London: H. Bailliere, 1843. 8vo. 93,  pp., including errata and publisher's advertisements. FIRST EDITION. Half-calf over contemporary marbled boards, interior excellent. Item #4926
First edition. Elliotson was one of the first in England to perform surgical operations with the aid of hypnotism. In this, his first work on the use of hypnosis in surgery, he discusses many of his own successful cases, as well as commenting on accounts of others. However, the main inspiration for this book was the operation (and the controversy which arose from it) performed the previous year by W. Squire Ward, an narrative of which was published by Ward and Sir William Topham entitled Account of a case of successful amputation of the thigh during the mesmeric state (London, Baillière, 1842). Topham, a lawyer interested in mesmerism, performed the hypnosis (see G&M 5650.1).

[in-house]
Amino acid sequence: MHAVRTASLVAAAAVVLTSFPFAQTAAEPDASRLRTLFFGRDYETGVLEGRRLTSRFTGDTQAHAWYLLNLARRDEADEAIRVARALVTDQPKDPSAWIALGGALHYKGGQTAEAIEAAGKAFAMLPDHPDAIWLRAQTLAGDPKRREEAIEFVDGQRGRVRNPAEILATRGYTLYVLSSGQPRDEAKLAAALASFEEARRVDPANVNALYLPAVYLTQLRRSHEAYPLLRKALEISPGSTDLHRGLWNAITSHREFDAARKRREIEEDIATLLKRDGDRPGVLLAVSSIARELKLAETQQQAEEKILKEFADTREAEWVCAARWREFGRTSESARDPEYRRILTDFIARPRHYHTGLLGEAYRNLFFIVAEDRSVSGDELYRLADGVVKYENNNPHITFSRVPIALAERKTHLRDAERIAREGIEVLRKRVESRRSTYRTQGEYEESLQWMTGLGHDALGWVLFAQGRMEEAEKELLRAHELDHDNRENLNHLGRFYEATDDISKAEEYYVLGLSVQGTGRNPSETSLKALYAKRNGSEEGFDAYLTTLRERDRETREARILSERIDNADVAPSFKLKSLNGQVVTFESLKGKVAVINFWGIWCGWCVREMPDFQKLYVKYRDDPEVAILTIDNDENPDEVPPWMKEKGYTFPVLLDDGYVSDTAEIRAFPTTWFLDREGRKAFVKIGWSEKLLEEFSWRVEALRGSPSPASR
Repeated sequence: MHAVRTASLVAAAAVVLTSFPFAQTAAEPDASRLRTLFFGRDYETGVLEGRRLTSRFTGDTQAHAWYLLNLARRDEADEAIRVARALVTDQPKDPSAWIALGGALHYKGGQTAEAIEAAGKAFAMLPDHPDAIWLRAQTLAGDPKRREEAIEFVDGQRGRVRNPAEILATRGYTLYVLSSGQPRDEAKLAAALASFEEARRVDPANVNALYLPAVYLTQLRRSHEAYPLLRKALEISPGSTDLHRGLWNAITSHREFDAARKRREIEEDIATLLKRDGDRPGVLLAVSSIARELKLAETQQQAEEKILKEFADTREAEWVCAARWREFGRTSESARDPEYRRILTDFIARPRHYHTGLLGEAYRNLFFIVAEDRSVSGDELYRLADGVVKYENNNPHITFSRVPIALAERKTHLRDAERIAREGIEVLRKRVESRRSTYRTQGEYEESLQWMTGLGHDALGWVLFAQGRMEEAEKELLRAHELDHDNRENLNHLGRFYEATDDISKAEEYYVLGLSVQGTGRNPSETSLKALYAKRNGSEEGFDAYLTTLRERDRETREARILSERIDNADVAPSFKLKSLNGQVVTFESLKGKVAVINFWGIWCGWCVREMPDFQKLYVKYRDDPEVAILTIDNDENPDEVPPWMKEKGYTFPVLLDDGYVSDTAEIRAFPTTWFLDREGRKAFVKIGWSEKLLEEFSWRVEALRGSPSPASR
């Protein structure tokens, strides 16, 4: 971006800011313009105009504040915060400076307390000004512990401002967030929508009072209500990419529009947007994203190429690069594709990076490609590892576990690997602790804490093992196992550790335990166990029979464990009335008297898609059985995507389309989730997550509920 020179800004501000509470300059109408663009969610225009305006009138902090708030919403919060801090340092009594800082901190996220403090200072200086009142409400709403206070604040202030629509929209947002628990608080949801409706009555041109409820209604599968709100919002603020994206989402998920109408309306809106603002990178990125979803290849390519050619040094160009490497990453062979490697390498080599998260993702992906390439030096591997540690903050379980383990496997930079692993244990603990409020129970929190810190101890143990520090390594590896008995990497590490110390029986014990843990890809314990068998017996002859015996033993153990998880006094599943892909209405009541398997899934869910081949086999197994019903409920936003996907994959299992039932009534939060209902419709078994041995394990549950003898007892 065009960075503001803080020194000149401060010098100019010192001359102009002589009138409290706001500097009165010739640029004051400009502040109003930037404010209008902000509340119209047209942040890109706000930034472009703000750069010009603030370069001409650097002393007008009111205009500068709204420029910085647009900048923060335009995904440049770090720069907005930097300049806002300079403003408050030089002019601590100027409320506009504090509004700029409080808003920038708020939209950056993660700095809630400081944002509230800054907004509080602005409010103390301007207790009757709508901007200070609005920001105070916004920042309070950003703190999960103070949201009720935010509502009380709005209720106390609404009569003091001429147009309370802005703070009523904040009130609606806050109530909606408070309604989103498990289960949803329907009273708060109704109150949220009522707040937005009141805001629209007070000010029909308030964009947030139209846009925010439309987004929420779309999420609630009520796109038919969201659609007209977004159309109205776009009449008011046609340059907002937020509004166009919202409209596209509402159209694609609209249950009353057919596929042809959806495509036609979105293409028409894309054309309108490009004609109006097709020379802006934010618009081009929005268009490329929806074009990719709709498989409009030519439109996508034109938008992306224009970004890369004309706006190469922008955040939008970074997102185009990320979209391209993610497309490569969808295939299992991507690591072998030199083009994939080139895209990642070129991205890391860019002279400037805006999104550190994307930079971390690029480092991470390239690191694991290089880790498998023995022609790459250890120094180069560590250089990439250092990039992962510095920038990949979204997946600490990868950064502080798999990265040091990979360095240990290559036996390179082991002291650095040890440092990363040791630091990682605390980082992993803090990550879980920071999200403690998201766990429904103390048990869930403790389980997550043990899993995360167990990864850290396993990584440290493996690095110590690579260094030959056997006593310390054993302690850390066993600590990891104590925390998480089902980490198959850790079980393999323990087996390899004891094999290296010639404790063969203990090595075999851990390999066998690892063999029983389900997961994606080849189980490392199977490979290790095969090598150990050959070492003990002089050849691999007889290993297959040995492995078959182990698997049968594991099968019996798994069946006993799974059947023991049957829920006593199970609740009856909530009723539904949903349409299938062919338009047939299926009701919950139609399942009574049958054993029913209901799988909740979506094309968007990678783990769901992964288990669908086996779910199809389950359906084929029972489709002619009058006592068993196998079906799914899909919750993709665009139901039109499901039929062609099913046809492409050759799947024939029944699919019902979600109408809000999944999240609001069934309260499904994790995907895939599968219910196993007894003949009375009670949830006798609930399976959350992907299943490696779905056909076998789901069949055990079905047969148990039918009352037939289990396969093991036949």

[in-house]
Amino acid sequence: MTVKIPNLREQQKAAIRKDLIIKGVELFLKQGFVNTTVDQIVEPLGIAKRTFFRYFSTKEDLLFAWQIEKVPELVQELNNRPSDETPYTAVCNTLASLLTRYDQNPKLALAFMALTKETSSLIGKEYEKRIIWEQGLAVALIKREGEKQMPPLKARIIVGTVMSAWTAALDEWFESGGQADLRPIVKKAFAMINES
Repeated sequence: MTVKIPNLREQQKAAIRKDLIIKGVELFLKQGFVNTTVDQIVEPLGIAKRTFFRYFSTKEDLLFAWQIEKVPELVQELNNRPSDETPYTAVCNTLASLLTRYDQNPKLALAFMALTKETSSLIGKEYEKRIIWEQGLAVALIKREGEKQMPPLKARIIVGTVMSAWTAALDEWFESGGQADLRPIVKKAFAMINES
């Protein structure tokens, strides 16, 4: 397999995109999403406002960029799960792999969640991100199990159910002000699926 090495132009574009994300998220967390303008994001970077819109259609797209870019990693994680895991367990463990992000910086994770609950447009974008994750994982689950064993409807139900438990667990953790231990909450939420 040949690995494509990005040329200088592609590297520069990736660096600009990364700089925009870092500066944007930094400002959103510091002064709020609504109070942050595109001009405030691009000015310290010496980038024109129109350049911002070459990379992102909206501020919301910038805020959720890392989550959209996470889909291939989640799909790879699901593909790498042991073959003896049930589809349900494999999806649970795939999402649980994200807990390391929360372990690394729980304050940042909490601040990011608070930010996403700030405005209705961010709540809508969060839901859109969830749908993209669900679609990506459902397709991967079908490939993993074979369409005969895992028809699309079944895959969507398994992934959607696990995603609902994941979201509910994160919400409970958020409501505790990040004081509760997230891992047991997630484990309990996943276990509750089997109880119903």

Elliotson (1791-18687) joined with Braid and Esdaile in promoting the use of mesmeric anesthesia during surgical operations. He declared that God had implanted in the human body the healing power of animal magnetism, and that somnambulism was the best and quickest way of relieving pain. Despite his numerous successes, he was accused of fraud and deemed a swindler by the conservative British medical establishment, forcing him to resign his professorship at the University of London as well as other professional offices. "He was a great friend of Dickens and Thackeray, but his views on hypnotism were bitterly opposed by Thomas Wakley, editor of the Lancet, whose onslaughts eventually led to his downfall" (G&M).